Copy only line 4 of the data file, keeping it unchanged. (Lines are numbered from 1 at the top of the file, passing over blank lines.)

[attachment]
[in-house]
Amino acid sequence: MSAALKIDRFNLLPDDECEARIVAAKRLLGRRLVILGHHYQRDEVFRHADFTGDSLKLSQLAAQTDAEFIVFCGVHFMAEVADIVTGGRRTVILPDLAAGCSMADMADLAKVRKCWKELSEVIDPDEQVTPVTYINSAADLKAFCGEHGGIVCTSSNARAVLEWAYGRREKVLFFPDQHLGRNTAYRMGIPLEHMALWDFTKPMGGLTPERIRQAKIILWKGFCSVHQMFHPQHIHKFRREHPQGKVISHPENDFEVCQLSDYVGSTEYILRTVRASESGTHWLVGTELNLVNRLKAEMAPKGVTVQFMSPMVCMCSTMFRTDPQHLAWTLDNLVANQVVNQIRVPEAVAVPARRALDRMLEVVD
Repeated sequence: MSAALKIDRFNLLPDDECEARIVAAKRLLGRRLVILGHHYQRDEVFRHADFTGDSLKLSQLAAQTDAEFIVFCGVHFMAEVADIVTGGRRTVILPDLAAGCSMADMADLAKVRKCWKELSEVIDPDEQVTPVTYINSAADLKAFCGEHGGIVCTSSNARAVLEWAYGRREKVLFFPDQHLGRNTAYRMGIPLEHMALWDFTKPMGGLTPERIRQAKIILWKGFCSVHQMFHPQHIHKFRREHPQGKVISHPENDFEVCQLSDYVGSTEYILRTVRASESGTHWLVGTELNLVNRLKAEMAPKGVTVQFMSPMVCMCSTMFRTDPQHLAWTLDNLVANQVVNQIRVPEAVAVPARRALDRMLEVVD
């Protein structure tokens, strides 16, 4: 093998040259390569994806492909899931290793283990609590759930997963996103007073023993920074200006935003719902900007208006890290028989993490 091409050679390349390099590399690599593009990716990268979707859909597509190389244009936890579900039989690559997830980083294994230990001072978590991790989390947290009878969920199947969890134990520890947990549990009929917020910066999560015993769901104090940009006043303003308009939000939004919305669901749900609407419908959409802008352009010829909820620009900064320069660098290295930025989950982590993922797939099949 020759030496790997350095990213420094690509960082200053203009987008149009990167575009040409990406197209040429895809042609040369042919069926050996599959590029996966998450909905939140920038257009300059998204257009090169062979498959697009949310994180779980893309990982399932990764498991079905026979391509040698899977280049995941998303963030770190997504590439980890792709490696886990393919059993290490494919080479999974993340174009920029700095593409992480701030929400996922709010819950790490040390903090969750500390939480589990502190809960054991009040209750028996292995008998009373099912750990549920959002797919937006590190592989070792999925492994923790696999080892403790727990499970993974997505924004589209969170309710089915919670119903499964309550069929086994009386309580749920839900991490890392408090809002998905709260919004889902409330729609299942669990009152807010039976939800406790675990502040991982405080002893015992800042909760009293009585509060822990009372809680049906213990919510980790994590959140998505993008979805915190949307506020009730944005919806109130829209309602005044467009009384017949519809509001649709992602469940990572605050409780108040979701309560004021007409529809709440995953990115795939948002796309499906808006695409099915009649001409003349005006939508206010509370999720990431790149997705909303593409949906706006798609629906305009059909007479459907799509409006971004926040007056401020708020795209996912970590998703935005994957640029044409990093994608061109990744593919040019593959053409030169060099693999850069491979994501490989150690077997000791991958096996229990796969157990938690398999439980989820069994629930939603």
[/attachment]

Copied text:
């Protein structure tokens, strides 16, 4: 093998040259390569994806492909899931290793283990609590759930997963996103007073023993920074200006935003719902900007208006890290028989993490 091409050679390349390099590399690599593009990716990268979707859909597509190389244009936890579900039989690559997830980083294994230990001072978590991790989390947290009878969920199947969890134990520890947990549990009929917020910066999560015993769901104090940009006043303003308009939000939004919305669901749900609407419908959409802008352009010829909820620009900064320069660098290295930025989950982590993922797939099949 020759030496790997350095990213420094690509960082200053203009987008149009990167575009040409990406197209040429895809042609040369042919069926050996599959590029996966998450909905939140920038257009300059998204257009090169062979498959697009949310994180779980893309990982399932990764498991079905026979391509040698899977280049995941998303963030770190997504590439980890792709490696886990393919059993290490494919080479999974993340174009920029700095593409992480701030929400996922709010819950790490040390903090969750500390939480589990502190809960054991009040209750028996292995008998009373099912750990549920959002797919937006590190592989070792999925492994923790696999080892403790727990499970993974997505924004589209969170309710089915919670119903499964309550069929086994009386309580749920839900991490890392408090809002998905709260919004889902409330729609299942669990009152807010039976939800406790675990502040991982405080002893015992800042909760009293009585509060822990009372809680049906213990919510980790994590959140998505993008979805915190949307506020009730944005919806109130829209309602005044467009009384017949519809509001649709992602469940990572605050409780108040979701309560004021007409529809709440995953990115795939948002796309499906808006695409099915009649001409003349005006939508206010509370999720990431790149997705909303593409949906706006798609629906305009059909007479459907799509409006971004926040007056401020708020795209996912970590998703935005994957640029044409990093994608061109990744593919040019593959053409030169060099693999850069491979994501490989150690077997000791991958096996229990796969157990938690398999439980989820069994629930939603």